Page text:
# How do they measure the mass of the electron in units of MeV/c*c ?

1. Aug 30, 2004

### what_are_electrons

What is the experimental system used to determine that an electron has a mass of 0.511 MeV/c*c ?

I'd like to learn about methods other than Millikan's oil drop and Thomson's charge/mass ratios. What is the modern way to generate a value with those units?

Last edited by a moderator: Aug 30, 2004
2. Aug 30, 2004

### arivero

You can give some credit to nuclear beta decay.

3. Aug 30, 2004

### colinr

The units come from the equation E =mc^2

If you re-rewite the equation in terms of units eV = kg c^2 and re-arrange it for mass, you get kg = eV/c^2

and so the numerical value for the mass of the electron is equal to the numerical value of its energy/c^2. So we can give mass in terms of eV/c^2

4. Aug 30, 2004

### what_are_electrons

I understand what you are saying, but I believe that there is some sort of experimental equipment setup that can and has been used to physically measure the 0.511 MeV or 0.511 MeV/c2 values. It is that info I am after. I would be grateful for any references or links that reveal the nature of that experimental equipment.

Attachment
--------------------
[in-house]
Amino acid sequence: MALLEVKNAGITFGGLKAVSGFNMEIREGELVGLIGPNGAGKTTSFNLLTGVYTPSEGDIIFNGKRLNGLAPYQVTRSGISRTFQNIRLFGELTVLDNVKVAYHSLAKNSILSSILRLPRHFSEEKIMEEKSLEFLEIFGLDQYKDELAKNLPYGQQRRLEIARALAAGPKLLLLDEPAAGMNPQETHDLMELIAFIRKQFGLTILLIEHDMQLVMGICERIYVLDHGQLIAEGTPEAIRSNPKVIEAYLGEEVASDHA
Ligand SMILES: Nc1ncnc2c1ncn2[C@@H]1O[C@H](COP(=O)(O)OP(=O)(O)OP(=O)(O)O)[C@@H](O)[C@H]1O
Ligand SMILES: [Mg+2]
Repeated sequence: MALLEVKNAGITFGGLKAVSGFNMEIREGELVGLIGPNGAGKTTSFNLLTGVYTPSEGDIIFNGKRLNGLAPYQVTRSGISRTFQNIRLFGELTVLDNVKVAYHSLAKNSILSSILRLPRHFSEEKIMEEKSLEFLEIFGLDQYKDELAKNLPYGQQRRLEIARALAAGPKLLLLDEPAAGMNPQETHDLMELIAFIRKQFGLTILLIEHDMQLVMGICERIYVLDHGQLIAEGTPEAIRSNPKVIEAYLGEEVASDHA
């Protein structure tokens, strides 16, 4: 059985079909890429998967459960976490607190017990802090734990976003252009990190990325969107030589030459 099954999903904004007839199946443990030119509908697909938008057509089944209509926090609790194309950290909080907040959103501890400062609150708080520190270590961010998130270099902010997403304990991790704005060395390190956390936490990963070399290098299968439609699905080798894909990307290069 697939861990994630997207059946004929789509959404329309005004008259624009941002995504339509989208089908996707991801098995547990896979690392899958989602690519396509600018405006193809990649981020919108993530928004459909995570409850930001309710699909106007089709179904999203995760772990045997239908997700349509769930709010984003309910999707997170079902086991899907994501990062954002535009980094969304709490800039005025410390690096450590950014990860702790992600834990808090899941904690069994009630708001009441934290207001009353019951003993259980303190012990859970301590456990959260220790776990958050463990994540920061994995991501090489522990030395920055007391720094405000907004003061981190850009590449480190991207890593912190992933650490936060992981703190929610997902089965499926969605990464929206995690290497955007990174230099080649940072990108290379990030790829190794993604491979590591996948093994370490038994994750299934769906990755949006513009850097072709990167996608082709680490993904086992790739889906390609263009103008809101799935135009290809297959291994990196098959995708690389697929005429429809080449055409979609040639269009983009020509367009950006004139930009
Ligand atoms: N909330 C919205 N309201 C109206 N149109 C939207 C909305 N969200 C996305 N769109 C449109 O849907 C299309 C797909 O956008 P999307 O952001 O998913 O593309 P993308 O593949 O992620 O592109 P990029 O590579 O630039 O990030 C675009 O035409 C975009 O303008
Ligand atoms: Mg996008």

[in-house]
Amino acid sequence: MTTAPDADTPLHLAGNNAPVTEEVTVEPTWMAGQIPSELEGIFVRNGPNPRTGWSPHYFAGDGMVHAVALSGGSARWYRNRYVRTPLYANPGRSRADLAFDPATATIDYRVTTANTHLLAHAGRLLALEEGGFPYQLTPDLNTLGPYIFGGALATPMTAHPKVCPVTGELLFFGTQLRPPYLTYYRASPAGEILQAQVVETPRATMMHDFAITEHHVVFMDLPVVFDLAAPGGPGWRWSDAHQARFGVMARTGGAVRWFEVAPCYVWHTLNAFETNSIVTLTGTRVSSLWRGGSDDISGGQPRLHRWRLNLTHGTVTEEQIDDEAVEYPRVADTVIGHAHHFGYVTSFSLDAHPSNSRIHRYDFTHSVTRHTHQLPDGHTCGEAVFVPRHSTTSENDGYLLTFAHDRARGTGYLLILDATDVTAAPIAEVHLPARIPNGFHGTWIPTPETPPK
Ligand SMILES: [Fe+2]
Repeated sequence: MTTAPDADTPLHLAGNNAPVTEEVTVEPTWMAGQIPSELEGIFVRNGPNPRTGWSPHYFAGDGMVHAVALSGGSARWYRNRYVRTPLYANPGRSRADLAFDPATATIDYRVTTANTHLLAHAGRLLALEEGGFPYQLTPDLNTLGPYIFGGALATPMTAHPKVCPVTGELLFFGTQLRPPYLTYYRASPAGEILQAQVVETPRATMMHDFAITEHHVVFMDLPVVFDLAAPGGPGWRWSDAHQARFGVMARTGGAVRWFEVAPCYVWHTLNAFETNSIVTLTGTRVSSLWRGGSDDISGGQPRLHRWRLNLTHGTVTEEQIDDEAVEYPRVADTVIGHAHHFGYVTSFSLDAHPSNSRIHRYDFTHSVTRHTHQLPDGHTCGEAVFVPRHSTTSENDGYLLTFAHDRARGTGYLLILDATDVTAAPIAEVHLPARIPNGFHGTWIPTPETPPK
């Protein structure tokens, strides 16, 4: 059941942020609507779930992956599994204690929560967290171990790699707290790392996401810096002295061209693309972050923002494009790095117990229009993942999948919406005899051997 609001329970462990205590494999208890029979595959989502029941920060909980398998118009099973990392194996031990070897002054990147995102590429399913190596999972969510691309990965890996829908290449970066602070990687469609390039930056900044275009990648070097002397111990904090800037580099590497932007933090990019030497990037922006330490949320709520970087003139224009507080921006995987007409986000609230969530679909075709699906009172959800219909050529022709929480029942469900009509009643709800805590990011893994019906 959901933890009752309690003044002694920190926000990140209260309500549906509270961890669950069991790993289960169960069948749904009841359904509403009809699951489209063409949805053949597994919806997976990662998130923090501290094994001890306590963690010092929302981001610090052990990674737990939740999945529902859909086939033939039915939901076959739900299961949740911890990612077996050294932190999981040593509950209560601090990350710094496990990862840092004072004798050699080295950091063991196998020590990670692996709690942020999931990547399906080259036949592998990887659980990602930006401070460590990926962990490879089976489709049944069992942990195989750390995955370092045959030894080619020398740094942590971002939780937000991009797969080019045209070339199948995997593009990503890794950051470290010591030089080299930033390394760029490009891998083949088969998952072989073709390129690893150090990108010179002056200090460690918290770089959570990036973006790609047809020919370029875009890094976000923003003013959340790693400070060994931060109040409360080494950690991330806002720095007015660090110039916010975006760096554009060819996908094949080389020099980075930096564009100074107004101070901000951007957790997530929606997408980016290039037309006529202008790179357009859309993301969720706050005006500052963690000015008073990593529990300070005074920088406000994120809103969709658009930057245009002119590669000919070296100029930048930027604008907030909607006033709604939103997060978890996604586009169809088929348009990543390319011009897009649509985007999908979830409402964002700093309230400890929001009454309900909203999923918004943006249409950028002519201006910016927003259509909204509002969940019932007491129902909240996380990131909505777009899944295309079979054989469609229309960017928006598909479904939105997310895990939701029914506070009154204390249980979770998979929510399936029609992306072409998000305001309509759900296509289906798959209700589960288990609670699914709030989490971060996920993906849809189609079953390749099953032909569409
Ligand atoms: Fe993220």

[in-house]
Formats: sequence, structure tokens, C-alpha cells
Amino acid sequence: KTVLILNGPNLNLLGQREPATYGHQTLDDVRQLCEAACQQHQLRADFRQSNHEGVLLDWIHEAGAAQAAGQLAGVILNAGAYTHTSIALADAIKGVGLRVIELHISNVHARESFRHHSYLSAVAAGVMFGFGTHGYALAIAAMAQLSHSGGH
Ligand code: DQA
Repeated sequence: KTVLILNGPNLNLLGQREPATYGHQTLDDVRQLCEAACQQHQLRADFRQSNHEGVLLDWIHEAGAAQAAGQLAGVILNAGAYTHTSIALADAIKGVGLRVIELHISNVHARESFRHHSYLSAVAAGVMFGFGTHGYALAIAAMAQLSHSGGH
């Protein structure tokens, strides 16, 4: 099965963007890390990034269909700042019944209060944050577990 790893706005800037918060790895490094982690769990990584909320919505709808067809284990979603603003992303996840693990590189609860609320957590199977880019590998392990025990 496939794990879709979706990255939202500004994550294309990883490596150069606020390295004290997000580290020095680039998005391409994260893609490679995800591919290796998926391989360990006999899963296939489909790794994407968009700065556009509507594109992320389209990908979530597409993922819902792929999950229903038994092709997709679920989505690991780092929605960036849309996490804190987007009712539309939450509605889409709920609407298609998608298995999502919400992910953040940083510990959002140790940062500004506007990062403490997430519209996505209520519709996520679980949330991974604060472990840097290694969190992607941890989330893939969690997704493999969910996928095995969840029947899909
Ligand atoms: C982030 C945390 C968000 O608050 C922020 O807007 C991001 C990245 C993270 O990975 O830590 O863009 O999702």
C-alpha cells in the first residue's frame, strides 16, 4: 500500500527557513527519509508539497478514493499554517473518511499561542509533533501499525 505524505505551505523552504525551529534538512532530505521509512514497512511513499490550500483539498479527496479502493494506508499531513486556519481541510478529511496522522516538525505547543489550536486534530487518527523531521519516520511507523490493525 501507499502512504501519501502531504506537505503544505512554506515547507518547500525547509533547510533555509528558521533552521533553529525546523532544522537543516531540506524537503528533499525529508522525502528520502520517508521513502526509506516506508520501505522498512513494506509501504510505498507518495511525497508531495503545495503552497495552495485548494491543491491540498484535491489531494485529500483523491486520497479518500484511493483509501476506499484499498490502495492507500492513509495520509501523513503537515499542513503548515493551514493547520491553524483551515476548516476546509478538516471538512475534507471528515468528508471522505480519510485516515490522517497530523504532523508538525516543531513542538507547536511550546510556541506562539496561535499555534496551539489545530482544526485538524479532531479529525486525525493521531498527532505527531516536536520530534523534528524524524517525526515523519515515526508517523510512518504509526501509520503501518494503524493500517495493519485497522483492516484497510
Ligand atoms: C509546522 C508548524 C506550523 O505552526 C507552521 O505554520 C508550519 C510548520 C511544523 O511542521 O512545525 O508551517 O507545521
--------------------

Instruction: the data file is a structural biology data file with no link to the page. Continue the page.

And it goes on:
Thanks!

5. Aug 30, 2004

### Nereid

Staff Emeritus
Observations of the energy/wavelength/frequency of the gammas which result from the annihilation of electrons and positrons?

6. Aug 30, 2004

### Tom Mattson

Staff Emeritus
There is no experimental method to single out any system of units. It doesn't matter if you report the measured value of the mass in kilograms, slugs, or dynes/g. You can always convert to MeV/c2.

7. May 11, 2011

### PatrickRowe

Hello! I'm also confused regarding these units, given the equation E=$$\gamma$$mc2, i am to show the mass of a proton in the units MeV/C^2, however i have no idea how to convert into these units. Is this form of the display of mass actually a measure of the relativistic energy that the particle has?